What Degree Do You Need To Be A Hospital Administrator

By David Krug David Krug is the CEO & President of Bankovia. He's a lifelong expat who has lived in the Philippines, Mexico, Thailand, and Colombia. When he's not reading about cryptocurrencies, he's researching the latest personal finance software. 3 minute read

You wish to be the hospital’s top executive? Have a designated parking space of your own? Do you have the titles CEO, COO, or CNO after your name? You are aware of what “C” stands for, correct?


Indeed, you have the reins. Nonetheless, this is not a simple process. You are responsible for handling complaints from physicians and employees, patients, the general public, and insurance companies.

You may manage a full medical center or a particular department, but you will be required to adapt to continual change in healthcare rules, legislation, and technology. What do you think, Chief?


The first need is a bachelor’s degree. You can almost certainly anticipate the need for a Master’s degree, so stay in school and be prepared to enter graduate school immediately after earning your undergraduate degree.

The bachelor’s degree will prepare you for entrance to graduate school, therefore any BA or BS in liberal arts will suffice. Ultimately, you will need a master’s degree in hospital administration, however some individuals obtain an MBA and take hospital administration courses.

In general, hospital administration graduate programs require two to three years of study, and many include a year of supervised administrative work experience. Expect assignments in the following areas:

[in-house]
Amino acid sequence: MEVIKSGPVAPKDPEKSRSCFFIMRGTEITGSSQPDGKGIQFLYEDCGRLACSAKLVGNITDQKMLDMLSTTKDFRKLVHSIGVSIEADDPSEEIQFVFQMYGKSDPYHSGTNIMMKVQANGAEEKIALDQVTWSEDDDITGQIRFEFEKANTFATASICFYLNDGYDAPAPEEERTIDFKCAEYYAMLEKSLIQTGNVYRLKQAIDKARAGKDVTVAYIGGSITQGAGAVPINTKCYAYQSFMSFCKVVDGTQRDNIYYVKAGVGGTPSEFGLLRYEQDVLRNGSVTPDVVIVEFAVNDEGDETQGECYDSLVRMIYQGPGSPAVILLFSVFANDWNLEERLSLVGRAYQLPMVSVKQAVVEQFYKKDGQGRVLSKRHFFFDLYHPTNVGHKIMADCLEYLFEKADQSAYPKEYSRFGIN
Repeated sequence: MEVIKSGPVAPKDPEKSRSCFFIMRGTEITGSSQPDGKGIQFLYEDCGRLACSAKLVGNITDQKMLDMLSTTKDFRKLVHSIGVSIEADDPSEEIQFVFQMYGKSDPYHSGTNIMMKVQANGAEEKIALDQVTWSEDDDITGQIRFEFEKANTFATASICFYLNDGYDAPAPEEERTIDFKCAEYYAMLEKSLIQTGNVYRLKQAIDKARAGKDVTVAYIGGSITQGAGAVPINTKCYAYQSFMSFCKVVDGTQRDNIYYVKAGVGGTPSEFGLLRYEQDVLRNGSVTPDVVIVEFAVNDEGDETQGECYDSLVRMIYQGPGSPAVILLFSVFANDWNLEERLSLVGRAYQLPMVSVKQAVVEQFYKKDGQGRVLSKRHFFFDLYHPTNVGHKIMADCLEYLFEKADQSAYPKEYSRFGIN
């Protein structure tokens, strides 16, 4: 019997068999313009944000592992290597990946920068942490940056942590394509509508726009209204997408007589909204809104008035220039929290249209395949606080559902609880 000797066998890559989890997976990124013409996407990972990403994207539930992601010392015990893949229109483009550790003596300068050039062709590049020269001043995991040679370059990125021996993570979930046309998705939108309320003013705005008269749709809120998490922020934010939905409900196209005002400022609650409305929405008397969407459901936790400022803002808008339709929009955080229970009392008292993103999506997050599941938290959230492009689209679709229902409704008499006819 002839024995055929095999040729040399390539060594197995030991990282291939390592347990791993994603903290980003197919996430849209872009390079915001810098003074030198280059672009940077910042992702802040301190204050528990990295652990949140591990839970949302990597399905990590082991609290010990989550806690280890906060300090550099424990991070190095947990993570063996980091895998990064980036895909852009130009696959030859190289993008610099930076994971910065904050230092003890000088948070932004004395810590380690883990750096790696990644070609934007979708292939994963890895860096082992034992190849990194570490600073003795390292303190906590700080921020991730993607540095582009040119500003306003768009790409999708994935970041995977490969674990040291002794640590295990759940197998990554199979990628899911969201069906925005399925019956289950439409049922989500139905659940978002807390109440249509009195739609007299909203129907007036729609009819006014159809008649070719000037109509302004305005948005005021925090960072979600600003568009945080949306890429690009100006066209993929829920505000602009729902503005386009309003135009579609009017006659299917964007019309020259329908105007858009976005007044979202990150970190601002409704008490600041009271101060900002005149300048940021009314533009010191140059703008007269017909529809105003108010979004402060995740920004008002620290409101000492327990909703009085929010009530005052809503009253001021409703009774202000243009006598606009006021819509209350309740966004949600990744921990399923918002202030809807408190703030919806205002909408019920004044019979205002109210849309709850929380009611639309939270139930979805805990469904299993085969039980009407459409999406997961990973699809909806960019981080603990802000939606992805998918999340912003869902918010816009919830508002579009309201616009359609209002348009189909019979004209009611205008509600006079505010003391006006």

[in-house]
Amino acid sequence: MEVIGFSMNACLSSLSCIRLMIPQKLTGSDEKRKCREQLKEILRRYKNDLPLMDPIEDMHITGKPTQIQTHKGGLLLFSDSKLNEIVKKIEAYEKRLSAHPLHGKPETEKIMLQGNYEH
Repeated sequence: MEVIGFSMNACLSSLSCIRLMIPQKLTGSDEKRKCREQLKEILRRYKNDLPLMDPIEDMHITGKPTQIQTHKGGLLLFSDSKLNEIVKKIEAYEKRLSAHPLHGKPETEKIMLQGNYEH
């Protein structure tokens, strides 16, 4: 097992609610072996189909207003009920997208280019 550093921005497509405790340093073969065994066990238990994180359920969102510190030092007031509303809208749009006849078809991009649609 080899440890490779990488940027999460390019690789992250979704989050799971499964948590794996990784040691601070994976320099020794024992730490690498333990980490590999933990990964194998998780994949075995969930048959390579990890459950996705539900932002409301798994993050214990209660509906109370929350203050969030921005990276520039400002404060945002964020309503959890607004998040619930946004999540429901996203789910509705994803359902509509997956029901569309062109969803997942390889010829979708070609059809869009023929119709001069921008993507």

• health economics
  • healthcare information systems
  • laws and ethics
  • strategic planning
  • statistics
  • human resources
  • accounting and budgeting
  • hospital organizations and management

Consider the type of institution you’d prefer to work in before applying to certain programs. Some of the most common options include:

  • hospital
  • nursing care home
  • mental health
  • group medical practice


Hospital A full-time administrator’s workload may extend beyond what is considered full time. If an emergency arises, you may have to turn up at all hours of the day and night.

In the same way that administrators in other areas keep things running smoothly, administrators in the medical and health care industries do the same.

Although some hospitals are nonprofit and others for-profit, the responsibilities of the organizations are the same. These are some examples:

  • handling work schedules, money (patient fees and invoices), and certain fundraising
  • activities while overseeing doctors, assistant administrators, and other hospital workers
  • maintaining compliance with regulations, particularly those pertaining to healthcare, and guaranteeing quality in everyday operations
  • maintaining all documents within the facility, representing the organization or firm at board meetings and investor meetings, and maybe making public appearances and/or holding a press conference


Medical and Health Service Managers had roughly 315,000 positions in 2012, according to the U.S. Bureau of Labor Statistics (BLS), with the biggest share working in hospitals (39 percent ).

According to, the typical annual pay for workers in this sector is $97,198, with the top 10% making more than $150k. Of course, this information excludes pay bonuses, which may frequently double or even quadruple basic salary in this area. Of course, pay varies according to years of experience.

The BLS also predicts that employment of Health Service Managers will expand by 23% from 2012 to 2022, substantially faster than the average for all occupations. As the baby-boomer generation ages, we may expect a rise in demand for healthcare employment. Administrators must manage and coordinate their required care.

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